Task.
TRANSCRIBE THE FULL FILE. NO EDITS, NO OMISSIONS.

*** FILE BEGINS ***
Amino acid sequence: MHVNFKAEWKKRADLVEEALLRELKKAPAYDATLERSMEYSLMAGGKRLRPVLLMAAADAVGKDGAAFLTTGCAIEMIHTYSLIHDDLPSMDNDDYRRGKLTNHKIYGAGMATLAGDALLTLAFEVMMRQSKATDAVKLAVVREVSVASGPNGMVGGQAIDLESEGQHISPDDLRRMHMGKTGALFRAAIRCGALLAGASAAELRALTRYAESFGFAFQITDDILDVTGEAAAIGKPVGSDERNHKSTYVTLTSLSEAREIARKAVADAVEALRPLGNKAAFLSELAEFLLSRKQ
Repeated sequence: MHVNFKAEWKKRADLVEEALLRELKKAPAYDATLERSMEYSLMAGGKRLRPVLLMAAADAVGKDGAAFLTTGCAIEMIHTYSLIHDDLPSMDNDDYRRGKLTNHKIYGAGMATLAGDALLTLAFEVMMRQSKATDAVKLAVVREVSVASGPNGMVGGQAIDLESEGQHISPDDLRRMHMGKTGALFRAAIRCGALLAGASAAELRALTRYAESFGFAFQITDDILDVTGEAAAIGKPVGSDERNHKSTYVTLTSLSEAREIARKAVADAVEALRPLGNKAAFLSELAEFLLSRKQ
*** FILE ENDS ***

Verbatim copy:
Amino acid sequence: MHVNFKAEWKKRADLVEEALLRELKKAPAYDATLERSMEYSLMAGGKRLRPVLLMAAADAVGKDGAAFLTTGCAIEMIHTYSLIHDDLPSMDNDDYRRGKLTNHKIYGAGMATLAGDALLTLAFEVMMRQSKATDAVKLAVVREVSVASGPNGMVGGQAIDLESEGQHISPDDLRRMHMGKTGALFRAAIRCGALLAGASAAELRALTRYAESFGFAFQITDDILDVTGEAAAIGKPVGSDERNHKSTYVTLTSLSEAREIARKAVADAVEALRPLGNKAAFLSELAEFLLSRKQ
Repeated sequence: MHVNFKAEWKKRADLVEEALLRELKKAPAYDATLERSMEYSLMAGGKRLRPVLLMAAADAVGKDGAAFLTTGCAIEMIHTYSLIHDDLPSMDNDDYRRGKLTNHKIYGAGMATLAGDALLTLAFEVMMRQSKATDAVKLAVVREVSVASGPNGMVGGQAIDLESEGQHISPDDLRRMHMGKTGALFRAAIRCGALLAGASAAELRALTRYAESFGFAFQITDDILDVTGEAAAIGKPVGSDERNHKSTYVTLTSLSEAREIARKAVADAVEALRPLGNKAAFLSELAEFLLSRKQ